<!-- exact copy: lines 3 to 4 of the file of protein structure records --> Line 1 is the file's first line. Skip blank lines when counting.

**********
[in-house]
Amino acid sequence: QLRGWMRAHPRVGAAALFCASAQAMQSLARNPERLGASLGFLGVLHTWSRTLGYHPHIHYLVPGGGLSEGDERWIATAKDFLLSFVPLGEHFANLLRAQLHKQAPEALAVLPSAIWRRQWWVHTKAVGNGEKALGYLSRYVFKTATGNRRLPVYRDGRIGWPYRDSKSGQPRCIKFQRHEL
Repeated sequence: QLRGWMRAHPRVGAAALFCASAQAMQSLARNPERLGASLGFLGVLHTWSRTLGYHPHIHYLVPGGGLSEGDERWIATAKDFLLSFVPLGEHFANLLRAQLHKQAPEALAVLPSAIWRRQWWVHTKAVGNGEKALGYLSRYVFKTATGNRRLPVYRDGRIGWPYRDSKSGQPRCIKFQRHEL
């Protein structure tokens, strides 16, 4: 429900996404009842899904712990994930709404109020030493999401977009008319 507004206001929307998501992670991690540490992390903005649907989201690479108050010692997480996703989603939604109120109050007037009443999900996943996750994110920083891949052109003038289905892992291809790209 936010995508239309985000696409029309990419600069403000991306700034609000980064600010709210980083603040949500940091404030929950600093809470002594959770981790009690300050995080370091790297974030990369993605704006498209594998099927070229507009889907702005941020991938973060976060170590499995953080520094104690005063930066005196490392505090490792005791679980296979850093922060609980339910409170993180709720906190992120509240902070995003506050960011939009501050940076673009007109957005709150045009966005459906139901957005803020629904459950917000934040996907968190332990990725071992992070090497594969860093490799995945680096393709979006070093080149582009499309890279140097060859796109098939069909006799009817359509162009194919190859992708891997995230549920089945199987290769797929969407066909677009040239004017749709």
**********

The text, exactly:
Repeated sequence: QLRGWMRAHPRVGAAALFCASAQAMQSLARNPERLGASLGFLGVLHTWSRTLGYHPHIHYLVPGGGLSEGDERWIATAKDFLLSFVPLGEHFANLLRAQLHKQAPEALAVLPSAIWRRQWWVHTKAVGNGEKALGYLSRYVFKTATGNRRLPVYRDGRIGWPYRDSKSGQPRCIKFQRHEL
């Protein structure tokens, strides 16, 4: 429900996404009842899904712990994930709404109020030493999401977009008319 507004206001929307998501992670991690540490992390903005649907989201690479108050010692997480996703989603939604109120109050007037009443999900996943996750994110920083891949052109003038289905892992291809790209 936010995508239309985000696409029309990419600069403000991306700034609000980064600010709210980083603040949500940091404030929950600093809470002594959770981790009690300050995080370091790297974030990369993605704006498209594998099927070229507009889907702005941020991938973060976060170590499995953080520094104690005063930066005196490392505090490792005791679980296979850093922060609980339910409170993180709720906190992120509240902070995003506050960011939009501050940076673009007109957005709150045009966005459906139901957005803020629904459950917000934040996907968190332990990725071992992070090497594969860093490799995945680096393709979006070093080149582009499309890279140097060859796109098939069909006799009817359509162009194919190859992708891997995230549920089945199987290769797929969407066909677009040239004017749709």